• Laurel School District These rules were introduced following a decision in August 2006 to continue using corporal punishment. This was described in the local press as "re-implementing" CP, with an implication that it had fallen into disuse, although reference to it had not been excised from the various school handbooks.
        The policy is detailed and explicit. CP should be used after other procedures have failed. It may not be used for academic performance reasons.
        As to the modus operandi, the punishment is to be applied to the student's buttocks with a hole-free wooden paddle whose precise dimensions are stipulated (25 inches long, four inches wide, half an inch thick). The maximum is five licks, but three licks should be the norm. The student must not be required to remove any clothing for the paddling except jackets, coats or sweaters. Any student refusing to be paddled, or "behaving in such a manner that corporal punishment could not safely be administered", is suspended for three days.
        The teacher who initially witnessed the misbehavior shall be the one who recommends a paddling, but a different teacher must administer it, with the usual provisions about witnesses (same-sex, in the case of grades 6 and up). Unusually, it is laid down that the administering teacher and the witness are to decide jointly whether CP is appropriate and, if so, how many licks to deliver. If they cannot agree, the matter is referred to the principal.
        Parental consent for CP is no longer required. However, an effort should be made before the paddling "to determine that the student has not been physically abused, nor has a medical or mental condition which may preclude such punishment".
        At the end of the document is a "Corporal punishment checklist", to be filled out and signed by the teacher initially recommending CP, the one administering it, and the witness.
        The Student Conduct Policy document sets out a long list of offenses for which paddling may be given, including two tardies within nine weeks, leaving the premises without permission, profanity, standing up in the bus, traffic violations, tobacco, and dress code violations.

  • Lee County Schools (covers Belden, Guntown, Mooreville, Plantersville, Saltillo, Shannon, Tupelo, Verona)
    CP is a means of enforcing the rules when other methods have been unsuccessful. It is indicated for a first or second offense of "unacceptable behavior", but not for a third such offense, at which point the student is suspended.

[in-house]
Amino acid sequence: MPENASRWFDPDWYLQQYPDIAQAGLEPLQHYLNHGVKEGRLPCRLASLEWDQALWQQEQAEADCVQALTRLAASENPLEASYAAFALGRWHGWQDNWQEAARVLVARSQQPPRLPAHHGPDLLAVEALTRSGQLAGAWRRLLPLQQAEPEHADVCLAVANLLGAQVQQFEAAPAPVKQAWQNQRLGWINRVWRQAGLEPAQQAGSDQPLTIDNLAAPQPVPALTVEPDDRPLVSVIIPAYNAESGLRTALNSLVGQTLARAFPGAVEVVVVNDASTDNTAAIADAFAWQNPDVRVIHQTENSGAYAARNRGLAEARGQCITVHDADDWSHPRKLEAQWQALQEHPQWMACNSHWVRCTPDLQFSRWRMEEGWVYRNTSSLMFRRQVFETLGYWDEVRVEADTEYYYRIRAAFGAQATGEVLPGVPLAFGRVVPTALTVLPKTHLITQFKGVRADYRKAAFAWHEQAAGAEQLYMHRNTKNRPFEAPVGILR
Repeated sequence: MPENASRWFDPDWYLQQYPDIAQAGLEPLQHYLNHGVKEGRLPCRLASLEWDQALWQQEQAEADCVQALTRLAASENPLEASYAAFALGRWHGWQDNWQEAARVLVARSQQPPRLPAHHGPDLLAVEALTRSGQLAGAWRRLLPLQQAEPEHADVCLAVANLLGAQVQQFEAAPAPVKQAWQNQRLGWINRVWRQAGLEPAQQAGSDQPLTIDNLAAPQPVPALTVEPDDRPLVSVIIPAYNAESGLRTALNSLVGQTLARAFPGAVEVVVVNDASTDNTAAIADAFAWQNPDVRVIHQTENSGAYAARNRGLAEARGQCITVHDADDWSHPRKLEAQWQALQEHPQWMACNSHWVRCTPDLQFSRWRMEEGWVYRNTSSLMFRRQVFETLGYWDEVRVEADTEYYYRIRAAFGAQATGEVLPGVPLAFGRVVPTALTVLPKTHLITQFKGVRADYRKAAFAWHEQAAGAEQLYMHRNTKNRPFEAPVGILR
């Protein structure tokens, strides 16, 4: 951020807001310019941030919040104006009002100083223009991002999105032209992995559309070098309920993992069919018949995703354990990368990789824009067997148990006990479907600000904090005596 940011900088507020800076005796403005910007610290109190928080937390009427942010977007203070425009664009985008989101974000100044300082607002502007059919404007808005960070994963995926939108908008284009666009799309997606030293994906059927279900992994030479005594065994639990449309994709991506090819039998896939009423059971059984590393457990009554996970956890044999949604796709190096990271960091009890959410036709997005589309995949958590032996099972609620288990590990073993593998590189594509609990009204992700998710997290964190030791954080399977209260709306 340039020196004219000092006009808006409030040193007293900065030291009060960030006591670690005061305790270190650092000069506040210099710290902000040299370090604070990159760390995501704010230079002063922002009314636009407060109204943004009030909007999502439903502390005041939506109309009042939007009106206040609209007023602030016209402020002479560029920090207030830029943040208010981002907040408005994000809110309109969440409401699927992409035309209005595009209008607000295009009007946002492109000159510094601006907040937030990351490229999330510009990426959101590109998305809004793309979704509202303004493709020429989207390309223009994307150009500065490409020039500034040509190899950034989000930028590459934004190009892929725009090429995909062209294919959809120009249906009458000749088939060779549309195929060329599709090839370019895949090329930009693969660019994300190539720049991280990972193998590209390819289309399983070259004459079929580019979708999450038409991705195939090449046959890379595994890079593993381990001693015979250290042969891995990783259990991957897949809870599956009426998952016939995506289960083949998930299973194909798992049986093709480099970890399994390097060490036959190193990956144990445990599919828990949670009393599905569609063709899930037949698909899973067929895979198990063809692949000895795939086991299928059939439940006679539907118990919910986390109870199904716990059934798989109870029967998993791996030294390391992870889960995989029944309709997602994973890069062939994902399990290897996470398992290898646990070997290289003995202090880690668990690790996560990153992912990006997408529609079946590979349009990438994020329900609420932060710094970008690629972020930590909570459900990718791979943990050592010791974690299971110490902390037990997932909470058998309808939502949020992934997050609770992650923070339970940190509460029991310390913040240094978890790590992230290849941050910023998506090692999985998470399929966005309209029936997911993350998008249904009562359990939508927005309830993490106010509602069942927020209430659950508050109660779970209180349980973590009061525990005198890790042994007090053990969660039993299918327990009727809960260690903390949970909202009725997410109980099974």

See also this May 2010 news item about a paddling at Saltillo Elementary School.
        Stats: There were about 1,000 paddlings here in school year 2004/05. This Oct 2009 news item says that figure had risen to 1,707 paddlings by 2008/09.

  • Leflore County Schools, Greenwood
    See page 42. CP may not be given on more than two occasions per day to the same student. It is no longer specified that there is a maximum of five strokes per occasion, or that a strap may be used as an alternative to the paddle. Paddling may be a first resort in the case of major offenses such as fighting or weapons. Parents may request in writing that CP not be used, but in that case the parent must get the student to behave, and if not the student may be suspended. This is the handbook for the three secondary schools; the elementary version has identical wording.
        See also this Oct 2009 news item.

  • Madison County School District (covers Camden, Canton, Flora, Madison, Ridgeland) (New URL) Corporal punishment is one of the "more severe consequences" that may result from a fourth and subsequent tardy to class, and is also particularly indicated for taking part in a minor fight, and unauthorized cellphone use, as well as serious offenses in general. All paddles, when not in use, must be stored in the office. Parental requests for non-use of paddling must be made in writing.
        The document for Ridgeland High is "Parking Lot Rules and Procedures", under which student motorists may be spanked for disobeying or disrespecting the parking-lot monitors.
        See also this Oct 2009 news item, stating that there were 1,104 paddlings in 2008/09, that Madison County students may be paddled for disrespect, and that one of the adults present must be of the same race as the student and another must be of a different race.